The Social Responsibilities of Interaction Designers

Design is dangerous. When you strip away the surface layer, design is about changing and managing perceptions, opinions, and behaviors: design is a method of influence. And influencing people, as it turns out, is alarmingly easy.

The science behind interaction design is partially rooted in the study of human behavior, which is a well-researched and documented branch of psychology. Behavioral scientists have charted much of the human brain’s complexities and have armed designers with simple, effective tools for generating influence, and you see the results everywhere. The advertising world uses behavioral levers like scarcity, anchoring, and loss aversion to get you to buy more stuff, political strategists design behavioral levers into campaigns to win congressional seats and presidencies, and interior designers do the same thing to keep gamblers within the walls of casinos (and losing money). As our agendas shift from making things useable to changing human behavior, our influence as interaction designers has never been stronger.

This is a serious problem.

Why? Because if design is influence, then designers are dangerous people. On one hand, design can push culture forward, illuminate paths to prosperity, and eliminate bad habits. On the other hand, design can hinder progress, rob people of wealth and happiness, and foster addictive behavior. Influence is an ethical dilemma, and designers are right in the middle of it, knowingly or otherwise.

Unfortunately, avoiding unethical practices in design—like those documented as dark patterns—is only half of what interaction designers ought to do. People with influence have social responsibilities beyond not being evil. Often, these responsibilities are codified as principles, and in some cases—as it is for politicians—those principles are sworn to be upheld.

When I became a designer, no one asked me to swear to use influence for the right reasons, no one trained me to know what the right reasons were, and I was given no ethical principles to follow. Some smart folks are starting to think about the ethics of software design (see Jonathan HarrisThe Ethics of Code) and others are trying shake us out of a stagnant, narcissistic design culture (see Design Culture is a Frozen Shithole by Cole Peters).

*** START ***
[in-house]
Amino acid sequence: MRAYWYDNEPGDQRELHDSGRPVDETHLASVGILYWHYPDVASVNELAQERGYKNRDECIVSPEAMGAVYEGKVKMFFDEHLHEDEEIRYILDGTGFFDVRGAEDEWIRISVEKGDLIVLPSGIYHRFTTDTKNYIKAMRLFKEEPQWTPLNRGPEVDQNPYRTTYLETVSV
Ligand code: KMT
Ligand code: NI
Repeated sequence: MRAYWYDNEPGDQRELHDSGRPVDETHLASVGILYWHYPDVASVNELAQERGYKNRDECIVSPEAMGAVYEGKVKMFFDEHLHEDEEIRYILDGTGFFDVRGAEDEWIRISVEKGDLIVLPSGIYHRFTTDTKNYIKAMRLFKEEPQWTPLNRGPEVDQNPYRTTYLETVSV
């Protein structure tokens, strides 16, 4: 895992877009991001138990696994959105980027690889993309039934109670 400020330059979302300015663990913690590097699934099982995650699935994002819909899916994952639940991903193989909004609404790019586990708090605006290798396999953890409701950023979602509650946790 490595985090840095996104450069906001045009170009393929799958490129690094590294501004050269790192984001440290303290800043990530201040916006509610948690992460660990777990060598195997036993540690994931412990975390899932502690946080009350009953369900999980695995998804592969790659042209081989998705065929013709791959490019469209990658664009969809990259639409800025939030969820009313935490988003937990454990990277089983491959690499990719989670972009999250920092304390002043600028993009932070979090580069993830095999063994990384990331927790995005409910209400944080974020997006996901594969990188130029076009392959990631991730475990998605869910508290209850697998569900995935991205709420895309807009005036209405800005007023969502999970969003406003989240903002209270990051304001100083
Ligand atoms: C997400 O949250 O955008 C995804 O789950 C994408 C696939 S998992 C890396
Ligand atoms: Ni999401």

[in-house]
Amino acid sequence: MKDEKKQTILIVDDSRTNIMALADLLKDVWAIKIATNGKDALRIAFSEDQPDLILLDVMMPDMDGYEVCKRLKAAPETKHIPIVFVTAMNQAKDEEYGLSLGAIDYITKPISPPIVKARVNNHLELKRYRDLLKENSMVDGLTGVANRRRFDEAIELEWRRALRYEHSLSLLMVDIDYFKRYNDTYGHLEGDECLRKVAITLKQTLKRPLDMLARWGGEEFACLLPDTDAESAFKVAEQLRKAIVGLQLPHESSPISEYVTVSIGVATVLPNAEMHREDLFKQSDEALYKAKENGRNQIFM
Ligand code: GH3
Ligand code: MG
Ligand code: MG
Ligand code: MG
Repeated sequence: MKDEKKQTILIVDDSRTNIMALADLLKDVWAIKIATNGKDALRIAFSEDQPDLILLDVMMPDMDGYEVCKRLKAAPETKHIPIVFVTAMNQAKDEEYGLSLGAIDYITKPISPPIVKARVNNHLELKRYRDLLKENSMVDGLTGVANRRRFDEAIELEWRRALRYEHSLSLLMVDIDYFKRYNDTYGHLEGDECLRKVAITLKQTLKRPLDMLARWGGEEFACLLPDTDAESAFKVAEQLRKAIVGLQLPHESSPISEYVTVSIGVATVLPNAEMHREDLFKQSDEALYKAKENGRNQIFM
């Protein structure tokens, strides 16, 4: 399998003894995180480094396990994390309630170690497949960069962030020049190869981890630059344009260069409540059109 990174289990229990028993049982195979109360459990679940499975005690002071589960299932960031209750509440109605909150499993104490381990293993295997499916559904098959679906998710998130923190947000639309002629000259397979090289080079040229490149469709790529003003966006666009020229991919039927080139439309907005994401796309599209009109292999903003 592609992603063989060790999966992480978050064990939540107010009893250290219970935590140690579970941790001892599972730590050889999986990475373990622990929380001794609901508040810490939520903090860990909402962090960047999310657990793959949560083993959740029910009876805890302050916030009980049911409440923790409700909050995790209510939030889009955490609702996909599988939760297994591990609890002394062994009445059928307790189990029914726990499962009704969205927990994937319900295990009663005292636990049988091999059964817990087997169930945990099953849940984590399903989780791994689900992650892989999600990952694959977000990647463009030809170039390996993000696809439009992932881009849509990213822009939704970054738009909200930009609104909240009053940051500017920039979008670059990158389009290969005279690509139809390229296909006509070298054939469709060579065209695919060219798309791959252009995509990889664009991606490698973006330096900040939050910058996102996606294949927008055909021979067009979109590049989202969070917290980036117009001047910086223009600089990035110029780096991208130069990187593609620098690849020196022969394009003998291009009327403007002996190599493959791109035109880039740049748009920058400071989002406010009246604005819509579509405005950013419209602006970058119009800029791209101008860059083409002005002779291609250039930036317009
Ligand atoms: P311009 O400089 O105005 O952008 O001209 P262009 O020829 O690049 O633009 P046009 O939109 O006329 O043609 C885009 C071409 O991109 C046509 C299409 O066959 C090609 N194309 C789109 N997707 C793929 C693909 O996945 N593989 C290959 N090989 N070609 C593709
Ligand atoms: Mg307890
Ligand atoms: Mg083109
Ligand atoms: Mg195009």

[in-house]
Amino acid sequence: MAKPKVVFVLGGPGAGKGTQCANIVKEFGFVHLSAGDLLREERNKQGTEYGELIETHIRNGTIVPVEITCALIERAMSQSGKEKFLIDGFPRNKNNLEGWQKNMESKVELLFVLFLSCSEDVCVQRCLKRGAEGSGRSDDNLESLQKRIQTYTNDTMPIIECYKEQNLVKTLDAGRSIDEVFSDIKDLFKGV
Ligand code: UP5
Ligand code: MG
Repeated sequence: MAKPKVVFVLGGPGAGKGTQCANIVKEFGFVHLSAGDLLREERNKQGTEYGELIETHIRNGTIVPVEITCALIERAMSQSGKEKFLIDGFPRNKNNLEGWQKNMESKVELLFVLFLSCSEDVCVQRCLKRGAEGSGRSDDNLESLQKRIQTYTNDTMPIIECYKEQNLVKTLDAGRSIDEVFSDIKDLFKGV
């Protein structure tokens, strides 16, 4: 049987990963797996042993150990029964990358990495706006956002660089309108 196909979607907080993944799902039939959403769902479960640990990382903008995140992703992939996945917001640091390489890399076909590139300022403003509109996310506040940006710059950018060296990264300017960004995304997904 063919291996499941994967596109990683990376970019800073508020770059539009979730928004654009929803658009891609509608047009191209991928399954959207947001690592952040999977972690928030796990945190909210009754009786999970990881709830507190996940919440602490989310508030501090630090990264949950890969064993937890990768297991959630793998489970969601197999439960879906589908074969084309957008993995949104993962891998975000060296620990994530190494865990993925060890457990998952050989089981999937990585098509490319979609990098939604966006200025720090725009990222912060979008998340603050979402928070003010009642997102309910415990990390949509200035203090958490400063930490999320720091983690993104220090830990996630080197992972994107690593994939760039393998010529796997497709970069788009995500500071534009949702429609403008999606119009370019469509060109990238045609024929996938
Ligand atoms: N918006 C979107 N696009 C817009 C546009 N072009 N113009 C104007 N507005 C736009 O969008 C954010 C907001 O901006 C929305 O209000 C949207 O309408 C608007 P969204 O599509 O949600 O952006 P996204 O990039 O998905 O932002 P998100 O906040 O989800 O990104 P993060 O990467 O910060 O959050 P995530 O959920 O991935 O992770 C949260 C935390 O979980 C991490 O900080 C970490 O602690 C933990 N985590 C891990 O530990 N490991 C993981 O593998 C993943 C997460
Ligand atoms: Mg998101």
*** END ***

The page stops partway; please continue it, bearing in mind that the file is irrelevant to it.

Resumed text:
So let’s give it a shot. Below is what I think our ethical principles should be: the four social responsibilities of interaction designers. My list isn’t perfect, and it reflects the biases that I’ve accumulated in my own career, but it’s where I’m going to start.

1) I will be conscious of my cultural effect

When Don Draper-esque advertisers started using sex to sell products in the golden era of advertising, maybe they didn’t realize the ramifications, but they were significant (and most likely irreversible). Sexual imagery is used everywhere in America to push products, and the cultural effect is unsettling: researchers have observed a significant negative effect on self-image in adolescents, a strong correlation with the development of eating disorders in women, and an increase in depression and anger among teenaged boys. Advertising designers aren’t the only people to blame for this effect, but they definitely contributed.

Similarly, when the Web entered it’s “2.0" phase (remember when we used that term?), interaction designers somewhere built commenting systems that fostered fast, anonymous, unmoderated posting by anyone with an opinion to share. For better or for worse, their cultural effect is now obvious: not only are comment threads on sites like YouTube filled with vitriol and slur-filled bickering, but people have grown accustomed to being digitally invincible, going so far as to post fake bomb threats on Twitter. Some of us are learning the truth about “invincibility” and anonymity the hard way, and the unfortunate status-quo of Internet discourse is best summarized with a warning: “don’t feed the trolls.

How will the interactions you design affect the future? How will new user interface patterns change cultural perceptions? You won’t be able to predict the future—or all of the complexities of your cultural effect—but you have a responsibility to plan for it to the best of your ability.

2) I will design for inclusivity